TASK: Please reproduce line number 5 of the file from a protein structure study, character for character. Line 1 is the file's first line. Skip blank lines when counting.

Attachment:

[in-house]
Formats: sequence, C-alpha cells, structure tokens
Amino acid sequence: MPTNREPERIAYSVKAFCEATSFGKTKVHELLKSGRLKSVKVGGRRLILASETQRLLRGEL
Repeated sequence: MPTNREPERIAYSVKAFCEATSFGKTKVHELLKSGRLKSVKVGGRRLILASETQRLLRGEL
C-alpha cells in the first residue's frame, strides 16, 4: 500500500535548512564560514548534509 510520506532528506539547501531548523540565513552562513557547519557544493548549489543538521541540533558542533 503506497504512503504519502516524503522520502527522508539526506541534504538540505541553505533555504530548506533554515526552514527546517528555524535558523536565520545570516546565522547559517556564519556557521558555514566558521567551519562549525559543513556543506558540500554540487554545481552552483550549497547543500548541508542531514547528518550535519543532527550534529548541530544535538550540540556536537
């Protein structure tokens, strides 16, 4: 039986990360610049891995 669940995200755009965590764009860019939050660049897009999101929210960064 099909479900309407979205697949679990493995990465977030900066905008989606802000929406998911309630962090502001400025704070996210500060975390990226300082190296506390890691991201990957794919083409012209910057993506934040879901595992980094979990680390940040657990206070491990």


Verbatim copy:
C-alpha cells in the first residue's frame, strides 16, 4: 500500500535548512564560514548534509 510520506532528506539547501531548523540565513552562513557547519557544493548549489543538521541540533558542533 503506497504512503504519502516524503522520502527522508539526506541534504538540505541553505533555504530548506533554515526552514527546517528555524535558523536565520545570516546565522547559517556564519556557521558555514566558521567551519562549525559543513556543506558540500554540487554545481552552483550549497547543500548541508542531514547528518550535519543532527550534529548541530544535538550540540556536537